The Cinema as a Substitute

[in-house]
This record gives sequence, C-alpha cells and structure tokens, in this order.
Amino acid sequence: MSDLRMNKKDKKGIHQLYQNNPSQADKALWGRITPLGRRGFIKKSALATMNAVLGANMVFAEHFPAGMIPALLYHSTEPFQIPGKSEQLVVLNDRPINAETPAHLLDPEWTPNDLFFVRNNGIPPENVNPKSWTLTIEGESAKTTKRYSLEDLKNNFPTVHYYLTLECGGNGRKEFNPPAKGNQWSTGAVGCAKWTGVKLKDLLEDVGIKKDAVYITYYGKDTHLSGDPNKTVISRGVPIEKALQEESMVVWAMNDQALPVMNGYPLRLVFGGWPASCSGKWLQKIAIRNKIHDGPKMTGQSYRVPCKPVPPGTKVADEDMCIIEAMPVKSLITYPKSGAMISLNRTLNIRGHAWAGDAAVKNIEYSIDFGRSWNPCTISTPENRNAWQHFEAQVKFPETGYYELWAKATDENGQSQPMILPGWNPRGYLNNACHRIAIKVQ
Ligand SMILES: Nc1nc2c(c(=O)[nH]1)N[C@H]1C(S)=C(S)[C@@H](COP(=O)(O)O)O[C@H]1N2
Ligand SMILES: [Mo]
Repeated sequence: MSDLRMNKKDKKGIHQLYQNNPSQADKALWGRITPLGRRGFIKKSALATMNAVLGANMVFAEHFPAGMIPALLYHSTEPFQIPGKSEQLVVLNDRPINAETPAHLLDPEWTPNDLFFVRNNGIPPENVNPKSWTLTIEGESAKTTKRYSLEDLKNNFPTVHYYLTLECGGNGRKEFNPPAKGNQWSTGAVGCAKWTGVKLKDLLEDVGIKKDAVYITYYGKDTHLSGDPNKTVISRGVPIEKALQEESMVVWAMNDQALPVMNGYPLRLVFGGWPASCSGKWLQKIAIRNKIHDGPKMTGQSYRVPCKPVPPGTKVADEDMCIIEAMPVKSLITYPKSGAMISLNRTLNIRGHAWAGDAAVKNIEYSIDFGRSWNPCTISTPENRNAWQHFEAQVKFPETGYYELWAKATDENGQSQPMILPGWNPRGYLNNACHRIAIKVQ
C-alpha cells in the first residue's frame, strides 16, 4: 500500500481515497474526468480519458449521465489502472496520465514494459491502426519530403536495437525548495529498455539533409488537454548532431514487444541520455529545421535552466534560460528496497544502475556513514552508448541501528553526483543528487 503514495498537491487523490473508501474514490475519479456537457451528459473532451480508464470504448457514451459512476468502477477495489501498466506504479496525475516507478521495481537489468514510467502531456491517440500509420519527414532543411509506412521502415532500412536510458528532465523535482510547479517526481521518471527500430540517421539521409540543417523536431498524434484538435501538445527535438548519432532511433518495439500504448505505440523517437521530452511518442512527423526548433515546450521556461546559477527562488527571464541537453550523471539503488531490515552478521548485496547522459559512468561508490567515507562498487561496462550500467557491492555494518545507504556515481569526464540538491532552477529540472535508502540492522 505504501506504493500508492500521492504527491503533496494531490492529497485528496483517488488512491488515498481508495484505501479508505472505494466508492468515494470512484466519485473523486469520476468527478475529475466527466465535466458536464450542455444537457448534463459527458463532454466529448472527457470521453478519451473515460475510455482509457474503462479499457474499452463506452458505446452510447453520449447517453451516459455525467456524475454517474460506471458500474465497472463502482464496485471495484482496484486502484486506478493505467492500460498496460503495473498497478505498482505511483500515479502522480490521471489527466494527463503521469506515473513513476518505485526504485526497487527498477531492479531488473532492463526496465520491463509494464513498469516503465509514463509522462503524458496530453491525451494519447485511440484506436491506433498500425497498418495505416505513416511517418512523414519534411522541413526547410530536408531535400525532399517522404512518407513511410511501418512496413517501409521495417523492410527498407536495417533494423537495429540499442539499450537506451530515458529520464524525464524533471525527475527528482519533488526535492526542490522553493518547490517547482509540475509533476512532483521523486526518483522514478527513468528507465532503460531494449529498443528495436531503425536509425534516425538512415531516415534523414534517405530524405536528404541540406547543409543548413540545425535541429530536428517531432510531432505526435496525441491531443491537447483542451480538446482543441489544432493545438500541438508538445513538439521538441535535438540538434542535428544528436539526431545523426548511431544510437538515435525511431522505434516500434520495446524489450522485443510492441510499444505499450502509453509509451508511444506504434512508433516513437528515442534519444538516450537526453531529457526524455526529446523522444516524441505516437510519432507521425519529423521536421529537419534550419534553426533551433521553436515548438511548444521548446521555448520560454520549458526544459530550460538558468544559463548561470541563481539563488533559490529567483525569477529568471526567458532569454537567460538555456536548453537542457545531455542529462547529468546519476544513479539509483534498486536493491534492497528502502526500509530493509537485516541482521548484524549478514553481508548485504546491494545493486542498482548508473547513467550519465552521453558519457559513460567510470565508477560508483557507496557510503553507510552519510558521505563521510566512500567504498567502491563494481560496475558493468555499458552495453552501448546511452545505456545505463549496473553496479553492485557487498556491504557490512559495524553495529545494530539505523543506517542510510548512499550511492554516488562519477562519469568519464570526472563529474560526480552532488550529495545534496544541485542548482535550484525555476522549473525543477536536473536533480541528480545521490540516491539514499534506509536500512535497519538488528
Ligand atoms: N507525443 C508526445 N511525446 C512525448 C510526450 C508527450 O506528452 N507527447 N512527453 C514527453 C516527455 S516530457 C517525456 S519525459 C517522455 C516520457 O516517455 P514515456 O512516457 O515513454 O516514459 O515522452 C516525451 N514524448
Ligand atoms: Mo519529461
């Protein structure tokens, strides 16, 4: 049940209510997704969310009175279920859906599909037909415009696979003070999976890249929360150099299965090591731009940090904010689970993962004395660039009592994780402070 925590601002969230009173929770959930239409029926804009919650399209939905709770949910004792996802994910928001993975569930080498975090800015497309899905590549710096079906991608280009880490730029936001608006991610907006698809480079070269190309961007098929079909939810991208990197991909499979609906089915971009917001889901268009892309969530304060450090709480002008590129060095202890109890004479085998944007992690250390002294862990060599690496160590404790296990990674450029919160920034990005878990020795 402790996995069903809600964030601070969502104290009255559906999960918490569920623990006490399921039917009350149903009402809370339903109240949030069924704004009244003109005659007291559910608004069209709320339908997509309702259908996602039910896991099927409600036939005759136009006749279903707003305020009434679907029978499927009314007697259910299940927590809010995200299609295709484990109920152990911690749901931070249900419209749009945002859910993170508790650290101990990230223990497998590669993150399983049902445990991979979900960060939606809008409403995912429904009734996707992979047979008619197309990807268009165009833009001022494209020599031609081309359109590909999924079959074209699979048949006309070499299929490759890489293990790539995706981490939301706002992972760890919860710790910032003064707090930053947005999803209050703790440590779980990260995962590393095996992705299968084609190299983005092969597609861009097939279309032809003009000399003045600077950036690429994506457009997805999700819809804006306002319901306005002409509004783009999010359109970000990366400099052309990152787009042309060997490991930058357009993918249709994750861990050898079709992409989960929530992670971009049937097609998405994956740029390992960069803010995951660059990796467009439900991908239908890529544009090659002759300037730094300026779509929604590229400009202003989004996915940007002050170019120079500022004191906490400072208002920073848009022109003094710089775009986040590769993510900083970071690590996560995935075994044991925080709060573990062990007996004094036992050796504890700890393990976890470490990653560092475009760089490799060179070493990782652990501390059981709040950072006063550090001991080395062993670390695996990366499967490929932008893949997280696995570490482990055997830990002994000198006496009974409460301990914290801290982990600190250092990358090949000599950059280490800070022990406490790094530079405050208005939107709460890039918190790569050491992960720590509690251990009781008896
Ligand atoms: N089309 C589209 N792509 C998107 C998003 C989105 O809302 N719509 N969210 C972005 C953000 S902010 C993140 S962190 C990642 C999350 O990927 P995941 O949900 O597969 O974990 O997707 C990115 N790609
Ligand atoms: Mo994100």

The obvious conclusion from the report Children and the Cinema, made by the Social Survey Division of the Central Office of Infor- mation for the committee appointed by,the Home Secretary, is that for many juveniles, as for many adults, films are merely a substitute for more positive pleasures, a way of spending time when there is nothing else to do. The sample taken for the survey—two thou- sand school-children between the ages of five and fifteen—was not large, but it was varied, comprising children from England, Wales and Scotland and from primary and secondary schools. It has long been accepted that the lower-income groups, children as well as adults, ust the cinema most, bad housing conditions and lack of alternative amusement driving them to a pastime that at least offers warmth and shelter. It is understandable that children from modern schools without homework should be greater cinema-goers than children from grammar schools with homework and more school clubs. The fact that boys go a little more frequently than girls can he ascribed to girls' home responsibilities. What is less known is that the cinema becomes increasingly popular as one travels north. In Scotland 47 per cent, of the sample went more than once a week ; in Northern England 39 per cent. ; in Southern England only 22 per cent., with the rest of the country in between. This presumably has something to do with the weather and the greater number of alternative amusements in the South. The conception of the cinema as a stop-gap, neither particularly beneficial nor harmful, is borne out by the mothers' comments. Few had noticed either good or bad effects on their children, and few had any ideas on the kind of films that children ought to see. At the same time the fact emerged that with so many children frequenting the cinema—in the sample 47 per cent, of boys under ten, 34 per cent, of girls under ten, 72 per cent, of boys of ten to fifteen and 66 per cent, of girls of ten to fifteen attended once a week or more oftn—they are being forced to see " A " or even occasionally " H " films because there are not enough unmixed " U " programmes. Two remedies at once Suggest themselves—better films and more alternative amusements—but both are bound to be gradual. .